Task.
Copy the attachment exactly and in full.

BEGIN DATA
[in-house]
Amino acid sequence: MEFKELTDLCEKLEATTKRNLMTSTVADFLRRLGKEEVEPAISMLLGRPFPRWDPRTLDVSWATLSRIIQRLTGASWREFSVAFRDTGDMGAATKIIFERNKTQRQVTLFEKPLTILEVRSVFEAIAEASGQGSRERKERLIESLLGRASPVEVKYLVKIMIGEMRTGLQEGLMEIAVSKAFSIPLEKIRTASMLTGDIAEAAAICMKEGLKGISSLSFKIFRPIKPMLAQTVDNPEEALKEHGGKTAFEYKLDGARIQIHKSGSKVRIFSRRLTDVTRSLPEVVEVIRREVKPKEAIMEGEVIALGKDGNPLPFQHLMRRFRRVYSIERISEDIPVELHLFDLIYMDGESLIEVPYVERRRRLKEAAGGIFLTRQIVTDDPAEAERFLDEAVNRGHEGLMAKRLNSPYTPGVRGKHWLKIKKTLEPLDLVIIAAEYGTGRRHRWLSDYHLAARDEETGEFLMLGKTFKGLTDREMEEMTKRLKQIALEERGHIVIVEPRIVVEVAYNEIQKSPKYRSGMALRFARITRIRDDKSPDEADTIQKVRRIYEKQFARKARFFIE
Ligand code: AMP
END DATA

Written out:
[in-house]
Amino acid sequence: MEFKELTDLCEKLEATTKRNLMTSTVADFLRRLGKEEVEPAISMLLGRPFPRWDPRTLDVSWATLSRIIQRLTGASWREFSVAFRDTGDMGAATKIIFERNKTQRQVTLFEKPLTILEVRSVFEAIAEASGQGSRERKERLIESLLGRASPVEVKYLVKIMIGEMRTGLQEGLMEIAVSKAFSIPLEKIRTASMLTGDIAEAAAICMKEGLKGISSLSFKIFRPIKPMLAQTVDNPEEALKEHGGKTAFEYKLDGARIQIHKSGSKVRIFSRRLTDVTRSLPEVVEVIRREVKPKEAIMEGEVIALGKDGNPLPFQHLMRRFRRVYSIERISEDIPVELHLFDLIYMDGESLIEVPYVERRRRLKEAAGGIFLTRQIVTDDPAEAERFLDEAVNRGHEGLMAKRLNSPYTPGVRGKHWLKIKKTLEPLDLVIIAAEYGTGRRHRWLSDYHLAARDEETGEFLMLGKTFKGLTDREMEEMTKRLKQIALEERGHIVIVEPRIVVEVAYNEIQKSPKYRSGMALRFARITRIRDDKSPDEADTIQKVRRIYEKQFARKARFFIE
Ligand code: AMP